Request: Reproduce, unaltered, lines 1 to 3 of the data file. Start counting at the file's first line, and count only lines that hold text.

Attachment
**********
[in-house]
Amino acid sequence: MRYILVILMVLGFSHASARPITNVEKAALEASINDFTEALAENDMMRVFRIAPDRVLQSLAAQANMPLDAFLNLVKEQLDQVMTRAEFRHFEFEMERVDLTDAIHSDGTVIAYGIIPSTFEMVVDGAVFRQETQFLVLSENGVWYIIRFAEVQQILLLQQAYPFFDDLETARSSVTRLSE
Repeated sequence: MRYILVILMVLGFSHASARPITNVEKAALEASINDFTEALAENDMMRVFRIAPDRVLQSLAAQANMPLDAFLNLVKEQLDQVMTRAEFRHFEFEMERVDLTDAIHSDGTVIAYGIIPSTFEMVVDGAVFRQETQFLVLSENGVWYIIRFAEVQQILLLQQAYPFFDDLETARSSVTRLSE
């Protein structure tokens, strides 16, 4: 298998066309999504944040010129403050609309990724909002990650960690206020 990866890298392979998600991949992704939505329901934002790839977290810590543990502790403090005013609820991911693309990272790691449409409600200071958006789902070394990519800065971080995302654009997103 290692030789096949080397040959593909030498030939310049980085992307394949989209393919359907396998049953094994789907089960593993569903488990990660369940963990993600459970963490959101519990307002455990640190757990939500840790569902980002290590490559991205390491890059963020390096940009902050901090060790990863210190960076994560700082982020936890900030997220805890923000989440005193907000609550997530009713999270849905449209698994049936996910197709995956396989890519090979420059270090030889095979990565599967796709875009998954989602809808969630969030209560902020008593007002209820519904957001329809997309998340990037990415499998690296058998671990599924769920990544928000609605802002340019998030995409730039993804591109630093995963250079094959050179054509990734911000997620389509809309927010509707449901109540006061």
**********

[in-house]
Amino acid sequence: MRYILVILMVLGFSHASARPITNVEKAALEASINDFTEALAENDMMRVFRIAPDRVLQSLAAQANMPLDAFLNLVKEQLDQVMTRAEFRHFEFEMERVDLTDAIHSDGTVIAYGIIPSTFEMVVDGAVFRQETQFLVLSENGVWYIIRFAEVQQILLLQQAYPFFDDLETARSSVTRLSE
Repeated sequence: MRYILVILMVLGFSHASARPITNVEKAALEASINDFTEALAENDMMRVFRIAPDRVLQSLAAQANMPLDAFLNLVKEQLDQVMTRAEFRHFEFEMERVDLTDAIHSDGTVIAYGIIPSTFEMVVDGAVFRQETQFLVLSENGVWYIIRFAEVQQILLLQQAYPFFDDLETARSSVTRLSE